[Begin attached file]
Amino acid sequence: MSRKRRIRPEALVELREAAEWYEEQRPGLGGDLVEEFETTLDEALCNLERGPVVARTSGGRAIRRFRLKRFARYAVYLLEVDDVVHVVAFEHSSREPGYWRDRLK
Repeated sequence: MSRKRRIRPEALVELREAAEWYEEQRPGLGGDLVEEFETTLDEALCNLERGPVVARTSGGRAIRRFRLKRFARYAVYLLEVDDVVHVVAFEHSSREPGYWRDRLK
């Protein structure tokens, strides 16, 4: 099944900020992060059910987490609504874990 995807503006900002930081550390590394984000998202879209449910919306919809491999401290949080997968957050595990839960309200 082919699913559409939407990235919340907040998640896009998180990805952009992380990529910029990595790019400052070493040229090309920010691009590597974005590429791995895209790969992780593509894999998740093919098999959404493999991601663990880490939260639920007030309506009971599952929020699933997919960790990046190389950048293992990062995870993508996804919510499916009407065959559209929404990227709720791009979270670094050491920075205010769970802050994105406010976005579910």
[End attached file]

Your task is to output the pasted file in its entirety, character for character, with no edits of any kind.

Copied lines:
Amino acid sequence: MSRKRRIRPEALVELREAAEWYEEQRPGLGGDLVEEFETTLDEALCNLERGPVVARTSGGRAIRRFRLKRFARYAVYLLEVDDVVHVVAFEHSSREPGYWRDRLK
Repeated sequence: MSRKRRIRPEALVELREAAEWYEEQRPGLGGDLVEEFETTLDEALCNLERGPVVARTSGGRAIRRFRLKRFARYAVYLLEVDDVVHVVAFEHSSREPGYWRDRLK
């Protein structure tokens, strides 16, 4: 099944900020992060059910987490609504874990 995807503006900002930081550390590394984000998202879209449910919306919809491999401290949080997968957050595990839960309200 082919699913559409939407990235919340907040998640896009998180990805952009992380990529910029990595790019400052070493040229090309920010691009590597974005590429791995895209790969992780593509894999998740093919098999959404493999991601663990880490939260639920007030309506009971599952929020699933997919960790990046190389950048293992990062995870993508996804919510499916009407065959559209929404990227709720791009979270670094050491920075205010769970802050994105406010976005579910």